Does your program offer group lessons, and do you have access to workshops or institutes? I ask because often a child gets wrapped up in doing their own creative things (bowings, fingerings, etc.) but won’t do it the right way—which becomes very important for success later on). Going to workshops or institues can convince such a child about the importance of being able to play it the “correct” way.

But to support her renegade side:
Do you take your young student to see professional symphonies? One of the fun things to do is bring binoculors and get a close-up look at bow-holds (see how they’re all a little bit different) but then note that the bow directions must all match—what a mess it would be if all the violinists just made up their own bowings (she might find it funny to imagine the chaos).

Finally, I also suggest getting lots of non-Suzuki recordings of pieces in the Suzuki repertoire. You can find plenty on iTunes and it’s very satisfying for a young musician to hear that, yes, the same piece can be played in noticeably different ways (not just vanilla Suzuki recording ways). It struck me one day when I was shopping at Border’s and overheard a lovely recording of Lully’s Gavotte on the cello—got that right away, and the way my kids played that piece on their violins just improved 100%. I think (And this is just my opinion and may not be shared by others) that listening to Suzuki recordings repeatedly can make some children rebel against the “sameness” of it. Finding other recordings can really liberate such a child. They learn that the variations come about because of a conscious CHOICE made by the musician, rather than a random impulse. Since your child is intereseted in ornamentation and variation, she might find this interesting too.

You have a good problem—your daughter likes and excels at the violin and that isn’t true for all students. Good luck!

Jennifer Visick said: Jul 22, 2007
Jennifer VisickForum Moderator
Suzuki Association Member
Viola, Suzuki in the Schools, Violin
997 posts

listening to Suzuki recordings repeatedly can make some children rebel against the “sameness” of it. Finding other recordings can really liberate such a child. They learn that the variations come about because of a conscious CHOICE made by the musician,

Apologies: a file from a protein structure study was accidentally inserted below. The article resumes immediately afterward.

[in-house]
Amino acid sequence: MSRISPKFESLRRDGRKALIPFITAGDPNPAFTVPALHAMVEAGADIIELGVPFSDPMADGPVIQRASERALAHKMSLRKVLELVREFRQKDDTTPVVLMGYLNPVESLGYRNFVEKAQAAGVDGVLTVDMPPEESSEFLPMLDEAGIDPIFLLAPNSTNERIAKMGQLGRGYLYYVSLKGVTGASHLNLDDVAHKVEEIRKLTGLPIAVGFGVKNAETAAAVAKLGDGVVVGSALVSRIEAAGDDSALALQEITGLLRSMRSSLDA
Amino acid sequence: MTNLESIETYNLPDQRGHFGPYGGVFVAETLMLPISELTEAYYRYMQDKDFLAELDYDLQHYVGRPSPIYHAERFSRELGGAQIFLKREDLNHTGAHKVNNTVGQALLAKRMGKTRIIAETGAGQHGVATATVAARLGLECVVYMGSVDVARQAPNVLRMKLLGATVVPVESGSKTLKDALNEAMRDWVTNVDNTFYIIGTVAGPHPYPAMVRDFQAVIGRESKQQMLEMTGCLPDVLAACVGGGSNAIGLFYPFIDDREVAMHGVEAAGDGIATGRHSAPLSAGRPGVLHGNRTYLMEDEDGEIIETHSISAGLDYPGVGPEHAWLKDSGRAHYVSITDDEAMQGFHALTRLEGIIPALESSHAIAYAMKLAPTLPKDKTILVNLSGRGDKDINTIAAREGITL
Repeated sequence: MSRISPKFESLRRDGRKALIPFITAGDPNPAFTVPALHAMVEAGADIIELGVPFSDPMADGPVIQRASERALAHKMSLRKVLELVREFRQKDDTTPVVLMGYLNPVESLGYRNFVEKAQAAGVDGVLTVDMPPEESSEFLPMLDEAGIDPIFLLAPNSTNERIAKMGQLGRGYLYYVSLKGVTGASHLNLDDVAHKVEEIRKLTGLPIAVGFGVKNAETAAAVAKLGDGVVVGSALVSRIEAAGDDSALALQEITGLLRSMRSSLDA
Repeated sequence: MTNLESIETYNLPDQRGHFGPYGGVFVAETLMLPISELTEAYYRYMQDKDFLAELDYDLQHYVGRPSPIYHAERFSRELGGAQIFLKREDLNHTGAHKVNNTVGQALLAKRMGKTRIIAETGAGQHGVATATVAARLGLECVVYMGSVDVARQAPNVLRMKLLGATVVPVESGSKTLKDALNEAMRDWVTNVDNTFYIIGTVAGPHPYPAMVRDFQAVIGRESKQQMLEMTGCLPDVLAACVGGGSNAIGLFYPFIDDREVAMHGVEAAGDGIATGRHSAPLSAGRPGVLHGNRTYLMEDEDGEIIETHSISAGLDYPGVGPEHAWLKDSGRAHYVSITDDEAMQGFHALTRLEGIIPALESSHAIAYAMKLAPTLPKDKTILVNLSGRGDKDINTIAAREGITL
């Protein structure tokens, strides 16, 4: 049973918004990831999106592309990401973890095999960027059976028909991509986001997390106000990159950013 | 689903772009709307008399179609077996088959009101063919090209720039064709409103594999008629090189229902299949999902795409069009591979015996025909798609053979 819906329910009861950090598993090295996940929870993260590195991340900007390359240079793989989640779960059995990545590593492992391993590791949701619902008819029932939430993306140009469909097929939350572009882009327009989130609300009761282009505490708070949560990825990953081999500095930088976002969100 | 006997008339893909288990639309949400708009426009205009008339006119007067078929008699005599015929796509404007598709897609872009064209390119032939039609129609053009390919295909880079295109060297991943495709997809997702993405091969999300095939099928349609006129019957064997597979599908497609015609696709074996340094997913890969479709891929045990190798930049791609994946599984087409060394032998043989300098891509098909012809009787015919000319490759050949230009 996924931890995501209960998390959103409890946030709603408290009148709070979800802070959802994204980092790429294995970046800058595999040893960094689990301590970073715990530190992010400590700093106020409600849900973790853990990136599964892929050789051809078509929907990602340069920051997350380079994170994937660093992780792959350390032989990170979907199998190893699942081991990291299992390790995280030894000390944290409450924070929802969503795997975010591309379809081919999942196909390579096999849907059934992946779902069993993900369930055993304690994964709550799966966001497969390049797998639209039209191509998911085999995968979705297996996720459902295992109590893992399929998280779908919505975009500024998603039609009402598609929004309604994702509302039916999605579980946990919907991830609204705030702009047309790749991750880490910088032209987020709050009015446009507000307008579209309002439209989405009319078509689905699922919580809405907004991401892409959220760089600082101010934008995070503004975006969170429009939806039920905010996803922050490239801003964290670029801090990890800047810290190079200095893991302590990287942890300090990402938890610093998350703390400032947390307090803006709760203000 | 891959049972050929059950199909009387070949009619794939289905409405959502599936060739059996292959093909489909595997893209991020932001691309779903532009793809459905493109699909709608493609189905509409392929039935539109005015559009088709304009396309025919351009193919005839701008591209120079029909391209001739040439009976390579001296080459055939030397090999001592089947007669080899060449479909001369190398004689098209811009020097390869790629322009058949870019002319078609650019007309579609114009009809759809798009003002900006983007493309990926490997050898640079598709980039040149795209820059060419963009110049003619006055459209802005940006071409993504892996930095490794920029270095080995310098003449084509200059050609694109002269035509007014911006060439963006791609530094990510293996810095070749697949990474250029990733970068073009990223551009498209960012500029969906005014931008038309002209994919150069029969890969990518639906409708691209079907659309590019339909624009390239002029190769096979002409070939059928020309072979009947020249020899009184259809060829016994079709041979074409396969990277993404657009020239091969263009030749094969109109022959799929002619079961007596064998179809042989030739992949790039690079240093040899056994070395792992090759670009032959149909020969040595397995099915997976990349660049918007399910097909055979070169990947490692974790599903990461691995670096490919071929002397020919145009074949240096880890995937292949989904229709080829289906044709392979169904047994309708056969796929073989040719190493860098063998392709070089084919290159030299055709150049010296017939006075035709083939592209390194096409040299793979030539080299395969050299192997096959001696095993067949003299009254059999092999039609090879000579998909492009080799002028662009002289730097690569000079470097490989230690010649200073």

iTunes, cheap Naxos recordings, classical radio stations, local concerts, musical neighbors, music in religious services, summer music camps or institutes, group classes, CDs or LPs from your public library—there are so many ways to listen to the instrument your child is learning from a host of different musicians. Some is good, some is bad, some is mediocre—but what a gift to be able to hear different interpretations of the same music!

You can even find sheet music with slightly different variations on the folk songs in early Suzuki book 1 (at least, violin & viola book one I know). For example, there is a collection of Violin/viola duets arranged by Wohlfahrt which includes both lightly row and long long ago with sweet harmonies and slightly different turns of the familiar melodies, and in different keys. The same type of thing exists in many different beginner’s books.

There is, by the way, no good reason why a beginner can’t be taught harmony parts to the early book 1 pieces to help review & solidify tonality, harmonic hearing, intonation, etc., etc. And it’s another way to “review” without being boring. Plus, it means that when the student has to play the melody part, they have to play it “correctly” or else the harmony won’t work.

Anne said: Jul 23, 2007
 Violin
17 posts

Thanks for the great tips. They’ve helped me realize first that, yes, there has quite a bit of power struggle involved, and I’ve probably been more bent on winning than on seeing things through her eyes.